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Title: The Crossroads of Art and Agriculture

Land Art

What is land art? It can be part art, part nature, part environmental statement. Sometimes it’s a commentary on society or forces in the universe. It can be an artist’s interpretation inspired by agriculture and farm life. Other times it’s a living, growing work that collaborates with nature to organically change over time. 

LAND and ART at MARC

A new project at the Baltimore County Agriculture Center and Farm Park in Cockeysville brings land art and creative land use installations throughout the four seasons. Art will be in full bloom all year long through the LAND&ART@MARC: A 4 SEASON PROJECT through a partnership between the Maryland Agricultural Resource Council (MARC) and the Washington Sculpture Group. 

A jury panel selected two pieces to launch this innovative project. The installations, “Leaves of Grass” by Pattie Porter Firestone and “Uncle Mike's Animal House” by Mike Shaffer will be on view through November 2015.

Blades of Grass  Pattie Porter Firestone's work portrays seen and unseen patterns of energy in the world around us. Her outdoor sculptures imply movement below the surface of the earth and the relationship between the earth and humans. Leaves of Grass depicts energy from the earth pushing nine red blades of grass eight feet out of the ground. The size and color of the work challenges the viewer to question the importance of scale and the relationship between natural vs. man-made objects.

photo of Uncle Mike's Animal House SculptureUncle Mike’s Animal House  Mike Shaffer’s work is made from recycled construction lumber and measures about 8 x 10 horizontally and is about seven feet high. The concept is based on cage or pen-like structures used by farmers in the frontier days to protect small animals such as sheep, goats and pigs from bears and other wild animals especially at night. Actual "houses" (pens) of this sort would have been quite crudely made with straight logs perhaps, closer together, forming a flat or sloping roof and probably with a door or gate in one of the sides. The gabled roof as shown here in this work makes the structure more like a house but would probably have been considered an unnecessary luxury feature on early frontier homesteads.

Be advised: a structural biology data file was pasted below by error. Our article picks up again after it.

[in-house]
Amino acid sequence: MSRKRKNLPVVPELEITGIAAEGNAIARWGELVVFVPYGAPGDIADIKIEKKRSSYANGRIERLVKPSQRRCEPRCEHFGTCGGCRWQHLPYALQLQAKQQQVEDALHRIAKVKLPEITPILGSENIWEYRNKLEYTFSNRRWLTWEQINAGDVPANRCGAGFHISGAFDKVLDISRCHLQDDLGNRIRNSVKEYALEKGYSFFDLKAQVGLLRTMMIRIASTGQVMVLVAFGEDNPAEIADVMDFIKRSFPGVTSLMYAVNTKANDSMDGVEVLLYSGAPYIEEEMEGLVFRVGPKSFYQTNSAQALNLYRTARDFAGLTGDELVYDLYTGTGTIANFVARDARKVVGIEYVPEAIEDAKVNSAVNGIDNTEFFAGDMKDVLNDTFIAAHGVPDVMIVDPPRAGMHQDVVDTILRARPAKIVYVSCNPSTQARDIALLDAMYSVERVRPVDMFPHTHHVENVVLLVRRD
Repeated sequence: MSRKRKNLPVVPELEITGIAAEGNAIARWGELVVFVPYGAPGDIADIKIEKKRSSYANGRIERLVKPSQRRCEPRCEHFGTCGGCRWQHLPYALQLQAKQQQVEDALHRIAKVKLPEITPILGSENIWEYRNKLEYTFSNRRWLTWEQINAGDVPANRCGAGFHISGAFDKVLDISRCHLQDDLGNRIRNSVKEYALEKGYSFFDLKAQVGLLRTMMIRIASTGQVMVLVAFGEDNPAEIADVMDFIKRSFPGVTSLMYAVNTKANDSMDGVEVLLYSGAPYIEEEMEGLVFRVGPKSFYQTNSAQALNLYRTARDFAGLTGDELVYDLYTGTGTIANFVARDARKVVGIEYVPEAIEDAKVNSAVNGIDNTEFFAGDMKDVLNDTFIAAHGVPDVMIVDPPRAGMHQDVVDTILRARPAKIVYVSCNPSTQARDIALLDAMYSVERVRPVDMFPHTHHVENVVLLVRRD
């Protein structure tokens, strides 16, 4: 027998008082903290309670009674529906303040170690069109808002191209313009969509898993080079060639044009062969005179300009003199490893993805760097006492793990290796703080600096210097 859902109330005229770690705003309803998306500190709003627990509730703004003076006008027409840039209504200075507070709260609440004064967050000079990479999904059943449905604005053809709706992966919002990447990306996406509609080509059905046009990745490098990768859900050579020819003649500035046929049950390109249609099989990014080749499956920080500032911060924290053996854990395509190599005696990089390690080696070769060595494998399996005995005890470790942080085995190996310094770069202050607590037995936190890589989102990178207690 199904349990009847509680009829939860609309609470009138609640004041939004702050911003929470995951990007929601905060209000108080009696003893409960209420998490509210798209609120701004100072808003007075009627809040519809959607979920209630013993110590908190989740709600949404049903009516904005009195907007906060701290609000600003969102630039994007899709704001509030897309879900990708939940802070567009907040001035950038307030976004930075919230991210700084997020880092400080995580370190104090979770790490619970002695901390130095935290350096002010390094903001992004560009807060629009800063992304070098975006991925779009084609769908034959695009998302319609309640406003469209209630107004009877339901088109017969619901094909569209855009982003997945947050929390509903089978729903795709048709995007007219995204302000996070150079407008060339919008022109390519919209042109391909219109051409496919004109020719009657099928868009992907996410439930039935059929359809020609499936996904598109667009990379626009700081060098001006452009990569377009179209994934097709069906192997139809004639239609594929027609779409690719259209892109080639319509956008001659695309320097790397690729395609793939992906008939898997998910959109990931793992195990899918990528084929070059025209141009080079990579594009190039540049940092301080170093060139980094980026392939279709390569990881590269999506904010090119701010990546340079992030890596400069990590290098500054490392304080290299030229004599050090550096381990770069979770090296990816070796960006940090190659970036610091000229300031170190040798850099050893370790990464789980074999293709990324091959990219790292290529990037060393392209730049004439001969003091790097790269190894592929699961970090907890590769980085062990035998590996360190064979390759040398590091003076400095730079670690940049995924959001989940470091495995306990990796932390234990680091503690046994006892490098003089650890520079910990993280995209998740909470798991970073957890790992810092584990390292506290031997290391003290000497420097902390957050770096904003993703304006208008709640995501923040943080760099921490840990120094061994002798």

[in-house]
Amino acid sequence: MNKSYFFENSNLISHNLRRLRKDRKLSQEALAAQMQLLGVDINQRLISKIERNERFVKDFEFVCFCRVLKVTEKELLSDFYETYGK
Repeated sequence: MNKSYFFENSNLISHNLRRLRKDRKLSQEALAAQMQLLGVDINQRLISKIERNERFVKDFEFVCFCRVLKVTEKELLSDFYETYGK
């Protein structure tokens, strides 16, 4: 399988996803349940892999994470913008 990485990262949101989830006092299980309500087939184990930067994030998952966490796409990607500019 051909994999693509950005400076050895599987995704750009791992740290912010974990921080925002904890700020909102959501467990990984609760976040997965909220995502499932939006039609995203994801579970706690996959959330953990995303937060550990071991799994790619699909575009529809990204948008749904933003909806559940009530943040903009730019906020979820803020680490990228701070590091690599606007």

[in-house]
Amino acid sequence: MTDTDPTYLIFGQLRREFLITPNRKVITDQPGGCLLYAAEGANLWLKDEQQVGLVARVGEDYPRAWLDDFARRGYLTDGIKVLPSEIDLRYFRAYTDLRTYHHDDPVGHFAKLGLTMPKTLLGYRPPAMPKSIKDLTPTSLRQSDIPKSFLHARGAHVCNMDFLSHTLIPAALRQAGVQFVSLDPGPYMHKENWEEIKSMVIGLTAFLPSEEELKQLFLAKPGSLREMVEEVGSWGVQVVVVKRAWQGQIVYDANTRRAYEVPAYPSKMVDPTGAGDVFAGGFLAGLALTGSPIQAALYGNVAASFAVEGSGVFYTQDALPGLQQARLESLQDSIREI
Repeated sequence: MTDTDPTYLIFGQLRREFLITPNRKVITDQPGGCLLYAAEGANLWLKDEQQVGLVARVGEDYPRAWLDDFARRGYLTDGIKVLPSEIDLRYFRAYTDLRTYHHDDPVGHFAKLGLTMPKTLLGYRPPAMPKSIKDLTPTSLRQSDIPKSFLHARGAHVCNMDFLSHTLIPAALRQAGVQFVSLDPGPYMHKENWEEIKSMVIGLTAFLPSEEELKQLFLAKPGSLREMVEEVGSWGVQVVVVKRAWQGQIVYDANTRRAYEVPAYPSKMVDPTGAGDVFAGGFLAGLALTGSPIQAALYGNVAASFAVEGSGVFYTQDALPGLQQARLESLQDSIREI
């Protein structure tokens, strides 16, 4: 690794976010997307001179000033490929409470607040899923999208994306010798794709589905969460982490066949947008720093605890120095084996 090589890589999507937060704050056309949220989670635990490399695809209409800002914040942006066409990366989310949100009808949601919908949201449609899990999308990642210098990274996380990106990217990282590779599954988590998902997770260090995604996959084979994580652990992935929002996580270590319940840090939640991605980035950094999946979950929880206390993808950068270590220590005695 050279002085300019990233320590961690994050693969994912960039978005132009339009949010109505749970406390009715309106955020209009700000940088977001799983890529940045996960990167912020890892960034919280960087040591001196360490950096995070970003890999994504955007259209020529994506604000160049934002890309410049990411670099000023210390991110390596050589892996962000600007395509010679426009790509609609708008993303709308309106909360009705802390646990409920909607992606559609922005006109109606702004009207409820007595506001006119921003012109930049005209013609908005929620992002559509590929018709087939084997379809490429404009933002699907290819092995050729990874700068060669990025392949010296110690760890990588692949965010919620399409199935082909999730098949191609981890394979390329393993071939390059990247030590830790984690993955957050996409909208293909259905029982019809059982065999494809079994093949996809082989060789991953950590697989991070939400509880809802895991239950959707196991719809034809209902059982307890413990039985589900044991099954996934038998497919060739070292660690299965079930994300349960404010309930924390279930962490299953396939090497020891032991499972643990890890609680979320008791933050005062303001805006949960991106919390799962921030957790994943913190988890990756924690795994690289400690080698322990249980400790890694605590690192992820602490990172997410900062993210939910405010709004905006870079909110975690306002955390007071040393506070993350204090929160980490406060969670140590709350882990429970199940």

Opening Celebration and Children’s Workshop

While the public is invited to come out and enjoy the art anytime, the official opening of LAND&ART@MARC will be held Saturday, August 1, from 10 a.m. to noon at the Baltimore County Ag Center in conjunction with the 70th Annual Hereford Junior Farm Fair. The celebration will include a free hands-on lands art workshop for children conducted by Artemis Herber, curator of the program. Artemis invites children to visualize basic experiences through their senses and create colorful paintwork on fallen trees we have lost in nature. Registration for this free workshop is required to guarantee a space.

Hours and Location

The Baltimore County Agriculture Center and Farm Park is part of the County’s park system and is open to the public from sunrise to sunset 365 days a year. Visit at1114 Shawan Road, on the corner of Shawan and Cuba Roads in Cockeysville.  

Call for Fall Land Art Entries

As MARC celebrates the first installations, the second call for entries has just been published. In this call, artists will install land art that reflects on the theme of the equinox including ideas of cycles in nature, farming and the cosmos. Installation will be slated to coincide with MARC”s annual Family Farm Day, September 20. Call for Entries information.  

The Land and Art initiative is part of the Maryland Agricultural Resource Council’s Arts on the Farm Program, a continuing exploration of the intersection of art and agriculture. If you are interested in getting involved, please contact Bronwyn at Bronwyn@marylandagriculture.org.

Bronwyn Mitchell
Programs Manager, Maryland Agricultural Resource Council


 
 
Revised September 26, 2016